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Despite the turmoil, Autonomy and Vertica are highly regarded technologies and HP has made some progress in working them into its repertoire. Vertica saw "triple-digit" revenue growth in HP's fiscal 2012, CEO Meg Whitman said in last month's fourth-quarter earnings call. At its Discover conference last week HP rolled out Vertica Analytics Platform 6.1, code-named Bulldozer, which promises faster performance, deeper Hadoop integration and easier deployments with Amazon EC2 clouds.
HP also updated two existing Autonomy offerings: Marketing Performance Suite, a set of analytics tools aimed at chief marketing officers; and Legal and Compliance Performance Suite, which is targeted at chief compliance officers and general counsel. HP also has integrated Autonomy's core search technology, Intelligent Data Operating Layer (IDOL), into its StoreAll storage platform, after doing the same in June with its Data Protection 7 backup and recovery software.
HP's big data strategy to date has primarily aimed at organizations in the public sector, banking, retail and telecom markets. MicroTech is getting creative with Autonomy and Vertica to serve the needs of its federal customers.
Heinzen recently designed an architecture for a government agency, which he declined to name for security reasons, that combines Vertica and Autonomy with database technology from Sqrrl, a Boston-based big data startup, and other tools.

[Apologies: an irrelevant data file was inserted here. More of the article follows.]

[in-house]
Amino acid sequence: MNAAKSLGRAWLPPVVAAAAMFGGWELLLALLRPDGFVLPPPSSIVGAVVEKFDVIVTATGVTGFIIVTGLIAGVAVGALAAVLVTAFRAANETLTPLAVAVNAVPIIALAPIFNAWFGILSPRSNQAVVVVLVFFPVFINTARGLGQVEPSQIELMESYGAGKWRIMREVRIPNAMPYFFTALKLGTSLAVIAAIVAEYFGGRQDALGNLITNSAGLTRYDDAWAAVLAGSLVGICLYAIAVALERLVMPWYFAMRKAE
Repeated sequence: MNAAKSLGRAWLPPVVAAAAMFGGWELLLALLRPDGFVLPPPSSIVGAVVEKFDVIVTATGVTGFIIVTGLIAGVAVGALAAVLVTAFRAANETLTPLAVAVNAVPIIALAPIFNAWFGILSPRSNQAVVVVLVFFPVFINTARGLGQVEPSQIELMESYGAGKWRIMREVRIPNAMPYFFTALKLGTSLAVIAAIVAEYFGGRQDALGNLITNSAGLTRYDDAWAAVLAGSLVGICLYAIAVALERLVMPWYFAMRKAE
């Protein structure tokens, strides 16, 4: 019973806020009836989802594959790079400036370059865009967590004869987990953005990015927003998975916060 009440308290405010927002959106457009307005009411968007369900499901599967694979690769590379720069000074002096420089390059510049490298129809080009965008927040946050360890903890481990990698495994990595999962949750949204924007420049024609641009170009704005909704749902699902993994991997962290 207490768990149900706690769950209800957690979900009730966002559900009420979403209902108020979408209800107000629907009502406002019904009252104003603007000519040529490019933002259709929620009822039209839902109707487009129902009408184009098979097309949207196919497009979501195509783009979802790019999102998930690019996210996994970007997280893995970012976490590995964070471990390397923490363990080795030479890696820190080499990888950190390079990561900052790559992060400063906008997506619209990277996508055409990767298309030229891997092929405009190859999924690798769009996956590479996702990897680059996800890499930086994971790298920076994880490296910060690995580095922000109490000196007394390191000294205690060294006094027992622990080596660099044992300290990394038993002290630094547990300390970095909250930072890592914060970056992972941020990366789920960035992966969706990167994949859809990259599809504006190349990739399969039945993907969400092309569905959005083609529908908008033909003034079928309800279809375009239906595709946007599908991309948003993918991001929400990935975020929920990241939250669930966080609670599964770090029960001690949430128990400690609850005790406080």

Heinzen said his creation, developed with the support of MicroTech CEO Tony Jimenez, can aggregate large amounts of data from relational databases and Hadoop clusters while also securing data at the cell level. "With this I can aggregate data and process it against thousands of nodes, and it allows easy lockdown and access," he told CRN. "You take the programmer and system analysts out of the equation because it's easy enough for the subject matter experts to use."
Heinzen says his big data architecture isn't just for government agencies but is also applicable in enterprises, especially insurance, health care and other types of organizations that need to silo data for regulatory compliance reasons.
"Autonomy IDOL is the core technology here, but the problem with it is that it requires a lot of work to develop an application because it's very sophisticated. And there is a shortage of tech talent to do that," he said. "So I am looking for a way to deploy the technology without the pain of implementation."